When Imagine was released in September 1971, John Lennon finally gave Beatles fans the album they wanted.

His first three solo records were recorded and released while the group was still around, but they were experimental noise collages constructed with Yoko Ono that had nothing to do with the Beatles' music (unless you consider "Revolution 9" representative of their work). And 1970's post-breakup John Lennon/Plastic Ono Band, as great as it is, was a little too abrasive for folks who still had "Let It Be" and "The Long and Winding Road" ringing in their ears.

Imagine, on the other hand, sounded enough like a Beatles album that it became Lennon's first No. 1 LP as a solo artist. Four and a half decades later, it still sounds like a work made to sate fans who were still reeling from the world's biggest and greatest group splitting up the year before.

The six-disc Imagine - The Ultimate Collection box pulls together stray singles from the era, various mixes and takes, surround sound and the remastered original album for a definitive look at one of the Beatles' most popular solo records. Is it a little too much for casual fans? Sure, but the breadth of the collection gives a pretty thorough portrait of one of the most famous artists on the planet during about nine months of a most crucial year.

The Imagine album is still celebrated today because most of the music sounds as timeless now as it did almost 50 years ago. Its best tracks reflect the span of Lennon's songwriting at the time. Love songs ("Oh Yoko!"), peace anthems ("Imagine"), protest numbers ("Gimme Some Truth") and bits of self-searching ("Jealous Guy") are heard throughout. And two of his greatest non-album singles from the period -- "Power to the People" and "Happy Xmas (War Is Over)" -- are included on The Ultimate Collection.

They put the entire era in perspective, as do the set's other extras, which lean more toward intriguing instrument- and vocal-stripping mixes and alternate versions that chart the tracks' evolution than cultural-shifting revelations. Even Lennon's early demo of the title song sounds mostly formed here. But they all sound linked in a way, whether he's supporting an underground magazine slapped with an obscenity charge on the single "God Save Oz" or knocking Paul McCartney on the Imagine album track "How Do You Sleep?"

If anything, all of the extended album versions and outtakes reveal just how committed Lennon was to the project. He famously exorcised some personal demons on John Lennon/Plastic Ono Band and was still fighting other issues when work began on Imagine in February 1971.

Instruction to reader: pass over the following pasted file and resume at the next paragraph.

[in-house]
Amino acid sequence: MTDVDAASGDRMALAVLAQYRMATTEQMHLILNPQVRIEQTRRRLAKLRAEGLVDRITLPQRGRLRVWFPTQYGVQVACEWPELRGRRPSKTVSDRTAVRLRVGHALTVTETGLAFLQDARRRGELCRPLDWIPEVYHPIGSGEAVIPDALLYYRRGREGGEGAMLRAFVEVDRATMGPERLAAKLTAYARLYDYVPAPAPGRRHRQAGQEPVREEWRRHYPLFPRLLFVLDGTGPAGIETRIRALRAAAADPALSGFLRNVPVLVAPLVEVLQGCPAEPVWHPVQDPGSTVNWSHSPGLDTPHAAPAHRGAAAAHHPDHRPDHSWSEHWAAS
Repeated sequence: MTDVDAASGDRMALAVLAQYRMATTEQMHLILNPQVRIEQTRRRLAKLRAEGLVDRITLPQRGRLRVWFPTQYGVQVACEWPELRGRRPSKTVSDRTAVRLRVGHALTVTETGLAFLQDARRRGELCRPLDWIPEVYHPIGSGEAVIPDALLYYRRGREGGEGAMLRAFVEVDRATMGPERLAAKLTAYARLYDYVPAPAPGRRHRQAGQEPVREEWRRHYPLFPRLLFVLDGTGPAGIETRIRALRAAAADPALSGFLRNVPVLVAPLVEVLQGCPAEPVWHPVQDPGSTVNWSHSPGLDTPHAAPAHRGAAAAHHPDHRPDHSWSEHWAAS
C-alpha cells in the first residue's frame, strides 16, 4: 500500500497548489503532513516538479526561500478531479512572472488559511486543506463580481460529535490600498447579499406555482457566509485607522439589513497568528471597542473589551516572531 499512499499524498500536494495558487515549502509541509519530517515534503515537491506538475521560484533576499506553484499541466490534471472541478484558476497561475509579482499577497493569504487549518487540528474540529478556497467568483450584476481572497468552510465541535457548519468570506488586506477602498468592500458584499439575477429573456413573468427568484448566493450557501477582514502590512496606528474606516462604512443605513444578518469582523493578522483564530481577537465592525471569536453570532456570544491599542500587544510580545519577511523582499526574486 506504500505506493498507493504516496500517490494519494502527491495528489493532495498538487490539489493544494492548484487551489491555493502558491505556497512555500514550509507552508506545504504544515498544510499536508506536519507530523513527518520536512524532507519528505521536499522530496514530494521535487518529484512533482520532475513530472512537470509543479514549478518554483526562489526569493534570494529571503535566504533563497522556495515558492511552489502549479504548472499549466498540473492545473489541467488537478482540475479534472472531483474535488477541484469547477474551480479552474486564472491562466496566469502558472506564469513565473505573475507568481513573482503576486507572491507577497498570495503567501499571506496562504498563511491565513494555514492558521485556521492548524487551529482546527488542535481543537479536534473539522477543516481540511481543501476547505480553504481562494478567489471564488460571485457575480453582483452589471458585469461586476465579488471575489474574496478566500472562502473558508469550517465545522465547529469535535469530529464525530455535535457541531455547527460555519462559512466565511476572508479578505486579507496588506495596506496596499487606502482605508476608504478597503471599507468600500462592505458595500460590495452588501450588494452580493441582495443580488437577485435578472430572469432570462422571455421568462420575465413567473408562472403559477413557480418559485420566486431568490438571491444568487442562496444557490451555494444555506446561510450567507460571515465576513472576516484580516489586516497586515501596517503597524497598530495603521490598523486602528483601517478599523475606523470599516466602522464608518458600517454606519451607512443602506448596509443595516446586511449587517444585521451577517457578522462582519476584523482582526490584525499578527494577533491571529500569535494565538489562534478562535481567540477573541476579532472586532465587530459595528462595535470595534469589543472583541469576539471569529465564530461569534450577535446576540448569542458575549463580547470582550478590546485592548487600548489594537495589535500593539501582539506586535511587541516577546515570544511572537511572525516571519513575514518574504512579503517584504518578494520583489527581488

As various takes play out, none all that drastically different from the released versions, Lennon and the band -- which included Nicky Hopkins, Klaus Voormann, Alan White and George Harrison -- piece together the songs with steadfast focus. (Compare these sessions with the ones he made with Imagine producer Phil Spector a couple years later that chaotically ended with Spector running off with the tapes.) Lennon wouldn't sound this centered on record again until 1980's Double Fantasy.

Even the rawer extended takes are more disciplined than what you'd expect from these rougher versions. The singing is a little more frayed at times and the playing is just a bit less polished, but everything falls into place as it should. It's like the direct opposite of the primal scream-inspired Plastic Ono Band, which may have been the point all along. (The fourth CD's documentary-like mix of studio chatter, rehearsals and songs is pretty much for completists only; likewise, the Blu-ray audio discs have a specific, and somewhat niche, appeal too.)

Like the Beatles' 2017 Sgt. Pepper's Lonely Hearts Club Band: Anniversary Edition box, Imagine - The Ultimate Collection charts the evolution of a classic album through repetition and fly-on-the-wall detail. It's not for everyone. It's probably not even the top candidate for this sort of probing (the cathartic John Lennon/Plastic Ono Band, his best album, would likely yield more interesting results as Lennon fought his demons in the studio). But it's an occasionally fascinating journey into the creative process of one of the twentieth century's greatest artists as he worked his way toward some peace.



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